You may have wondered why Darwinists in academia get so worked up about intelligent design. Reading what they write about our scientists and their work, you picture these guys turning red and sweating a lot. Alternatively, they try to mask their rage by getting all sarcastic and pseudo-witty — a man of mature age like Larry Moran, for example, calling other adults “IDiots.”
Clearly, it’s irrational because anger is almost always irrational. (I should know.) But even irrational fury typically has a trigger, and you might reasonably doubt whether the publications of scientists associated with the Discovery Institute are really, in a direct sense, that trigger.
Professor Pompous — as attorney Barry Arrington dubs a biologist in Colorado who verbally abused a student who questioned his Darwinian view, a case that drew Arrington’s involvement and resulted in a pompous, self-praising letter of apology from the biologist in question — this Professor Pompous goes into a book store and sees copies of Signature in the Cell, and that’s what drove him to yell at and humiliate his student? A colleague suggested the other day that the equation works the other way around.
A guy like Professor Pompous or any of the better known Darwinian-scientist writers you can think of aren’t driven to their fury directly by the scholarly work of Michael Behe, Doug Axe or Stephen Meyer, but rather indirectly every time a student brings it up in class. Every year a new cohort of young people comes through the lecture hall and some number of them — probably a growing number — have been exposed somewhere to ID’s critique and alternative to neo-Darwinism. Every time a student puts her hand up and politely asks something along the lines of, “But what about irreducible complexity?” it throws the class discussion down a totally different corridor of the mind than the professor meant it to go.
The professor can either dismiss the student with a hand wave and a casual invocation of “creationism,” which makes everyone else wonder what this is all about, or he can explain the issue and try to refute Behe or Meyer, but that just raises more questions in the minds of some students who are inclined to doubt his authority.
Either way, how annoying for him! That’s not on the syllabus! It’s not supposed to be on the program at all. It really puts our professor into an uncomfortable position. This explains P.Z. Myers’s undisguised outrage when questioned in a non-academic setting — a pub in Glasgow — by a young person fresh out of college and on his way to grad school. The young man, our Jonathan M., was a stand-in for other students that professors encounter in their own classrooms and whom they, in that setting, are generally disallowed from abusing the way Myers abused Jonathan.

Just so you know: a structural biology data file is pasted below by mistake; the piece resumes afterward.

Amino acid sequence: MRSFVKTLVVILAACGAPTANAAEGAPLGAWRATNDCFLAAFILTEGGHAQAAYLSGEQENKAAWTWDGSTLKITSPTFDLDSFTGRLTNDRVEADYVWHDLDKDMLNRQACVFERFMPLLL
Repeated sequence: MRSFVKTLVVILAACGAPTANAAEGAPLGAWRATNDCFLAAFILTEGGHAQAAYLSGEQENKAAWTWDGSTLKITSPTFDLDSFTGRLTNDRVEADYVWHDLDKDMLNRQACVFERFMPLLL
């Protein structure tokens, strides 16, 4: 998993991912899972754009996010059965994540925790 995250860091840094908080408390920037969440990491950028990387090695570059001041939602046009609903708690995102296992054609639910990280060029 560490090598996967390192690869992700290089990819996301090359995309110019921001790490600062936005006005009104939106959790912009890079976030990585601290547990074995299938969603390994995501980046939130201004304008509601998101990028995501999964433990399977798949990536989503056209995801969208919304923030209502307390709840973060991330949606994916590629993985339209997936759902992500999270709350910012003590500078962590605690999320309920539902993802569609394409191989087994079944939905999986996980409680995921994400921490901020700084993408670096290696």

The thing is, these challenges from students are something that keeps happening year after year and class after class. It’s a persistent irritant to our Professor Pompous and his colleagues, with personal and professional consequences for them. It’s like having an ache in your neck or back that keeps coming back and you can never seem to rid yourself of it no matter what you do. Physical discomfort like that drives people to irritability that can seem both irrational and inexplicable, until you understand what actually drives it.
The intelligent-design movement is reaching these students and thereby their teachers, throwing the latter into chronic peevishness that we, in turn, see manifesting in their public comments.
Professional academics can screen their graduate students — as, indeed, we know that many do. We have heard reports from prospective grad students in biology who are being asked during the interview process whether they have an opinion about intelligent design. But teachers cannot pre-screen their undergraduates for unorthodox tendencies.
As Darwin-doubting becomes more common among college kids, this pain in the neck is going to get worse for a lot of professors. Which leads us to think, as another colleague predicts, that the fight over Darwinism is going to get even more bitter than it is now before it smooths out.